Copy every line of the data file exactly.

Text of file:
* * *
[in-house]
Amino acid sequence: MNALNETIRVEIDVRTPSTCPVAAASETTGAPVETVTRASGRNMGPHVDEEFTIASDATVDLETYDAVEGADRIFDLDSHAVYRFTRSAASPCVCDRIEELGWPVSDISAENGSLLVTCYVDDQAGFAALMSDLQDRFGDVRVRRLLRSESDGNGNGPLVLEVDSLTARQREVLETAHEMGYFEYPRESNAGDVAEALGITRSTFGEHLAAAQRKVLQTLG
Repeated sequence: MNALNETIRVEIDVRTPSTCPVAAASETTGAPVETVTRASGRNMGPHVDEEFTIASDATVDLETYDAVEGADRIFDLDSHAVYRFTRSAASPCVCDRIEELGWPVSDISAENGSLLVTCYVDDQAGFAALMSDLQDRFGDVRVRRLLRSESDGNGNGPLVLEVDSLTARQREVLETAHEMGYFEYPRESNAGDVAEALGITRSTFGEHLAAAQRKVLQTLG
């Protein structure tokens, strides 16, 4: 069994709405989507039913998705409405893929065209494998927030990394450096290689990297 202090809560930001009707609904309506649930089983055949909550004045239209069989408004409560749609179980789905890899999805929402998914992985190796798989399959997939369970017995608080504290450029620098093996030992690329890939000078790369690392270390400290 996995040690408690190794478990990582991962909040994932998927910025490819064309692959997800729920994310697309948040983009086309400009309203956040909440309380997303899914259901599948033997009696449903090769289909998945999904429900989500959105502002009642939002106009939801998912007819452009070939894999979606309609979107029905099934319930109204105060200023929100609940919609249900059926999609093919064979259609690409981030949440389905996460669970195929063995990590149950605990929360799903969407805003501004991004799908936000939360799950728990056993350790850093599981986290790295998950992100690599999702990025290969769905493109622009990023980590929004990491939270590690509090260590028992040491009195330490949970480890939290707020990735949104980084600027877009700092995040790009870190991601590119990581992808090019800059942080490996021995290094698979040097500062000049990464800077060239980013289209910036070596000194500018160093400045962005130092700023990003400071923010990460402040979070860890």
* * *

[in-house]
Amino acid sequence: MNALNETIRVEIDVRTPSTCPVAAASETTGAPVETVTRASGRNMGPHVDEEFTIASDATVDLETYDAVEGADRIFDLDSHAVYRFTRSAASPCVCDRIEELGWPVSDISAENGSLLVTCYVDDQAGFAALMSDLQDRFGDVRVRRLLRSESDGNGNGPLVLEVDSLTARQREVLETAHEMGYFEYPRESNAGDVAEALGITRSTFGEHLAAAQRKVLQTLG
Repeated sequence: MNALNETIRVEIDVRTPSTCPVAAASETTGAPVETVTRASGRNMGPHVDEEFTIASDATVDLETYDAVEGADRIFDLDSHAVYRFTRSAASPCVCDRIEELGWPVSDISAENGSLLVTCYVDDQAGFAALMSDLQDRFGDVRVRRLLRSESDGNGNGPLVLEVDSLTARQREVLETAHEMGYFEYPRESNAGDVAEALGITRSTFGEHLAAAQRKVLQTLG
């Protein structure tokens, strides 16, 4: 069994709405989507039913998705409405893929065209494998927030990394450096290689990297 202090809560930001009707609904309506649930089983055949909550004045239209069989408004409560749609179980789905890899999805929402998914992985190796798989399959997939369970017995608080504290450029620098093996030992690329890939000078790369690392270390400290 996995040690408690190794478990990582991962909040994932998927910025490819064309692959997800729920994310697309948040983009086309400009309203956040909440309380997303899914259901599948033997009696449903090769289909998945999904429900989500959105502002009642939002106009939801998912007819452009070939894999979606309609979107029905099934319930109204105060200023929100609940919609249900059926999609093919064979259609690409981030949440389905996460669970195929063995990590149950605990929360799903969407805003501004991004799908936000939360799950728990056993350790850093599981986290790295998950992100690599999702990025290969769905493109622009990023980590929004990491939270590690509090260590028992040491009195330490949970480890939290707020990735949104980084600027877009700092995040790009870190991601590119990581992808090019800059942080490996021995290094698979040097500062000049990464800077060239980013289209910036070596000194500018160093400045962005130092700023990003400071923010990460402040979070860890």